Over the years, we have worked hard to make sure that our curriculum delivered authentic learning opportunities for our children, but partnerships with other organisations within our locality have made us rethink how this might be achieved.

The Royal Society of Art’s idea of an ‘area-based curriculum’ suggests how organisations in the same locality can work together for the good of all.

The aim of an ‘area-based curriculum’ seems elegant in its simplicity: to enhance the educational experiences of young people ‘by creating rich connections with the communities, cities and cultures that surround them and by distributing the education effort’ (Facer, 2009).

The notion of a curriculum about a place, by a place and for a place was something that resonated with us at St Bernard’s. The same thinking has been extended by colleagues in the North East (Leat and Thomas, 2016) and termed ‘community curriculum making’. The old proverb ‘it takes a village to raise a child’ stands well here and suggests a way to think of how we can come together for the widest opportunities for our children, and for all our futures.

Authentic partnerships

Over the last few years we have developed exciting partnerships with local organisations. Our partnership with Chester Zoo is based on a shared passion for inspiring the next generation, a belief that real learning is based on authentic experiences and that by working together we could really make a difference.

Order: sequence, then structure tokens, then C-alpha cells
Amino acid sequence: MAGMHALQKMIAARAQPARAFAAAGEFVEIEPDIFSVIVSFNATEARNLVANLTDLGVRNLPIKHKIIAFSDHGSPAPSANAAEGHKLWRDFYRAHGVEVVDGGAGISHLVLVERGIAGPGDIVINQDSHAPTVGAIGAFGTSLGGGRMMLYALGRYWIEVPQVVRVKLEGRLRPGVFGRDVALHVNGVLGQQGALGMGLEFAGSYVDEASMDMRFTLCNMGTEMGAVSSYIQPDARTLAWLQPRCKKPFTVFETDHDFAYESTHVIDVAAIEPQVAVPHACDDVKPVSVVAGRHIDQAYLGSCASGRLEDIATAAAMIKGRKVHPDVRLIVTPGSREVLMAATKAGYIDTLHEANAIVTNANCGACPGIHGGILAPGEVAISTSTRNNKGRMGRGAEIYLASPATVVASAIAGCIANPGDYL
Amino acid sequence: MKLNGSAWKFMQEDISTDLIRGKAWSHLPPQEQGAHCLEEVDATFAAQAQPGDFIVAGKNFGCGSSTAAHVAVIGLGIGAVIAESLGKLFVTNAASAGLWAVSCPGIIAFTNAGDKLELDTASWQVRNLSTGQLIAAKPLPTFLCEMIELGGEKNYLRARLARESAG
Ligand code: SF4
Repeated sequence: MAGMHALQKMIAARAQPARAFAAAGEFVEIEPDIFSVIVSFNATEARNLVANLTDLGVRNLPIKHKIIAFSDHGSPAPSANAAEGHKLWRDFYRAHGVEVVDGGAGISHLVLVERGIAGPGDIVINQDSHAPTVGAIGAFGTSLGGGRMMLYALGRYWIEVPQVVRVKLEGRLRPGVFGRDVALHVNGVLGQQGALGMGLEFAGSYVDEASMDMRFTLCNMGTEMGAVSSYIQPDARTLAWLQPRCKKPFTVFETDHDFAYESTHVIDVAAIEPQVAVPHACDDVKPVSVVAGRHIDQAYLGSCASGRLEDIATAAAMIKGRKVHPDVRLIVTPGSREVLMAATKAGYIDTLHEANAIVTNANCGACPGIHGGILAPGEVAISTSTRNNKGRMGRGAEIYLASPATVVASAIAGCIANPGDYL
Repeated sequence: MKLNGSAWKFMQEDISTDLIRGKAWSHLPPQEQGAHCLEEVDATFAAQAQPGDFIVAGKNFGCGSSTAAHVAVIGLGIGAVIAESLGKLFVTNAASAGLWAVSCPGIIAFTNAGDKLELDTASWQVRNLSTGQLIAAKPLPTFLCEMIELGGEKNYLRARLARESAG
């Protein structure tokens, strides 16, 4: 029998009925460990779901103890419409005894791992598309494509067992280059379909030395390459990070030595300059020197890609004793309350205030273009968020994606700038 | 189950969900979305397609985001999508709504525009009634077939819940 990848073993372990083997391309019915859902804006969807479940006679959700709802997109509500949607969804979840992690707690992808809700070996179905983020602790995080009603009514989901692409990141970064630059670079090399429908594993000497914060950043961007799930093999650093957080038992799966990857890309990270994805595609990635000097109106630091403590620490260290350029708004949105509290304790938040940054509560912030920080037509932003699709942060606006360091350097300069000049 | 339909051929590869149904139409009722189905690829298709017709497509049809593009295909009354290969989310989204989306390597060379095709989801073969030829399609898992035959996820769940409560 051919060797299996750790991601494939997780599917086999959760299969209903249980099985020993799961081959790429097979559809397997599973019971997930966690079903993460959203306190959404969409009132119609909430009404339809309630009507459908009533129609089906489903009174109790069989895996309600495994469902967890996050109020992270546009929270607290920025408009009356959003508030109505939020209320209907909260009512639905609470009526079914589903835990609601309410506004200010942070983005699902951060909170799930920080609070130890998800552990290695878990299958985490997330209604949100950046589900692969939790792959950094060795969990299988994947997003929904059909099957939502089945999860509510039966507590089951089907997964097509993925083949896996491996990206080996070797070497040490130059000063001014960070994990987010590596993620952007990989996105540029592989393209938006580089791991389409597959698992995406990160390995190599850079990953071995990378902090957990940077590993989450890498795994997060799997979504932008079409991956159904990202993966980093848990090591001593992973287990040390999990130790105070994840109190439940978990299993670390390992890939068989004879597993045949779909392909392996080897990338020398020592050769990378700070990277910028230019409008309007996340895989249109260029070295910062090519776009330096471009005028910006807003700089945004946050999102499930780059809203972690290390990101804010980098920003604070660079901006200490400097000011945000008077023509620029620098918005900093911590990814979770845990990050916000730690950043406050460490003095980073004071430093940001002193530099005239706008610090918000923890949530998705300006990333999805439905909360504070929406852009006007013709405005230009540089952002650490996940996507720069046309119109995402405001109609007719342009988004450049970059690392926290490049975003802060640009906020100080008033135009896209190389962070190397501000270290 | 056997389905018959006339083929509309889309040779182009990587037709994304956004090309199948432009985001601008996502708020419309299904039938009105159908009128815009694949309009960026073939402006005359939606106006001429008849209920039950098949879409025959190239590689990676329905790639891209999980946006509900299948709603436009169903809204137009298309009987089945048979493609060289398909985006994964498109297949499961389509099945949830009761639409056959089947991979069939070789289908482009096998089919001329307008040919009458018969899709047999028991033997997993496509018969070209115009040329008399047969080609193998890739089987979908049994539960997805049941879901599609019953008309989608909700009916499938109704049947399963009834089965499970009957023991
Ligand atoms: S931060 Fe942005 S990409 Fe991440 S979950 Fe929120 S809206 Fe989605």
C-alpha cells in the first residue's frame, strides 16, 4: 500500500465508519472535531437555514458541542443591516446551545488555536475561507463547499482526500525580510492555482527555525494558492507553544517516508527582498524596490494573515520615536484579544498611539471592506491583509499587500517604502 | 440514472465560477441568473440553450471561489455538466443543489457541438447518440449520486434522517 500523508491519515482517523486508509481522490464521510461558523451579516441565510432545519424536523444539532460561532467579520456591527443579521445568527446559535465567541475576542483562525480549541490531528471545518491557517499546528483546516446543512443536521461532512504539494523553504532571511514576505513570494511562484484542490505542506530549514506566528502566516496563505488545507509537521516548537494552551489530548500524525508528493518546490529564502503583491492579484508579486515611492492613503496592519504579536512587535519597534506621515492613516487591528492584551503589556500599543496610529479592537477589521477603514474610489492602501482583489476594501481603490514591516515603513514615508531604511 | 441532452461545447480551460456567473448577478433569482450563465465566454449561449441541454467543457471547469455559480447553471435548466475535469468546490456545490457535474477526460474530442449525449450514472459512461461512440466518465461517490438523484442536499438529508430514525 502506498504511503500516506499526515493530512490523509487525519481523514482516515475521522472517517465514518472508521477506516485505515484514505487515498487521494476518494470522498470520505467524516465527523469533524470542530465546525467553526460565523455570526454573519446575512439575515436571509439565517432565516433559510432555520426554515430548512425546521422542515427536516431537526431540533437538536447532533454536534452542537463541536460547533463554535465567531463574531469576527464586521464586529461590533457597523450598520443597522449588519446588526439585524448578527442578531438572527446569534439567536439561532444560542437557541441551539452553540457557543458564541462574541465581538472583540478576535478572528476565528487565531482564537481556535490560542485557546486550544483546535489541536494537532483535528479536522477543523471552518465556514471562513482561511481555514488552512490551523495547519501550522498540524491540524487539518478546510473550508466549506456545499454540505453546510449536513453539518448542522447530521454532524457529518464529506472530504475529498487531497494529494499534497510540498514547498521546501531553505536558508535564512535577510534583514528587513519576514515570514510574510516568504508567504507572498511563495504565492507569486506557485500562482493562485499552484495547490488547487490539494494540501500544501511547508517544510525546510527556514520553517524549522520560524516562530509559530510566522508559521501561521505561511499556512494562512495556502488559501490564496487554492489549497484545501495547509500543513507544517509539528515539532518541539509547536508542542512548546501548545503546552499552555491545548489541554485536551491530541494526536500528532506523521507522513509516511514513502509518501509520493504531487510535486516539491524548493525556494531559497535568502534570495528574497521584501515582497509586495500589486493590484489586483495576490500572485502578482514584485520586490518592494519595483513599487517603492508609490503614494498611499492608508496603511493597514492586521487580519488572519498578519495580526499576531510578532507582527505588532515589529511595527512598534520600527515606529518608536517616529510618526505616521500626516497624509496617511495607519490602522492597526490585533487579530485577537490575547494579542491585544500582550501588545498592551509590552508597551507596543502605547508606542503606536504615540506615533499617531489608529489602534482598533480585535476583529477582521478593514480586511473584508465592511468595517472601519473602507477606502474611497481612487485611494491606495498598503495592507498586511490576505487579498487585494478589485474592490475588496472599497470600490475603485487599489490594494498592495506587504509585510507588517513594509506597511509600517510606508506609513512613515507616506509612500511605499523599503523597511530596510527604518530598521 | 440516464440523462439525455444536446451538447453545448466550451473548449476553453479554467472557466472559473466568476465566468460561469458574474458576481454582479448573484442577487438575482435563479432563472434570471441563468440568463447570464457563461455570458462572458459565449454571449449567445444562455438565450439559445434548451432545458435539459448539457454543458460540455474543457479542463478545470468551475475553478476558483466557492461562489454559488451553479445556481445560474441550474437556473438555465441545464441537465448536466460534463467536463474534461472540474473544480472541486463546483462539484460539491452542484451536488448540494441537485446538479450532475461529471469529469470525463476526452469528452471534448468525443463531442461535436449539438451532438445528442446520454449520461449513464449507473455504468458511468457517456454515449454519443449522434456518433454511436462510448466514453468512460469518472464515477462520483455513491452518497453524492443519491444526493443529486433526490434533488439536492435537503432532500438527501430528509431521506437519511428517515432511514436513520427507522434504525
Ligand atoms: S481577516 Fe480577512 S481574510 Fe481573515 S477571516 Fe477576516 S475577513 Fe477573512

Partnership with Action Transport Theatre (ATT), a national portfolio theatre company, has developed, with a passion for the arts and a commitment to our children to provide a broad curriculum. This has led to co-commissioning the writing of a play around the story of two refugees. Our work as part of a Local Education Cultural Partnership strengthens this further.

These two partnerships have led us to work with other local schools in developing a curriculum around conservation and social justice. These themes are embedded into the everyday learning for our children, encouraging critical reflection and thinking, and ensuring that our children learn ‘the skills and knowledge base to make sense of and effectively engage in this global and fragile PIC CREDITworld’ (Bourn et al., 2016).

Keys to success

For effective long-term partnerships to become established, both parties need to benefit from the work and adopt a shared vision. Such reciprocity can be a powerful force but relationships and aims need to be clear from the outset. There also needs to be a commitment to create resources and opportunities to evaluate the effectiveness of collaboration at key milestones (Leat and Thomas, 2016).

Caution – learning at risk!

In developing the curriculum with partners, we must ensure that no rigour is lost through a themed approach. Curriculum coherence must be achieved, not only through the careful planning of progressively more complex concepts within subjects, but also through links across subjects and years. The idea of horizontal, diagonal and vertical links through the curriculum is one that many schools are already building on (Sealy, 2017). This, alongside an understanding of appropriate academic vocabulary to drive deeper learning (Quigley, 2018), provides a framework for planning our curriculum.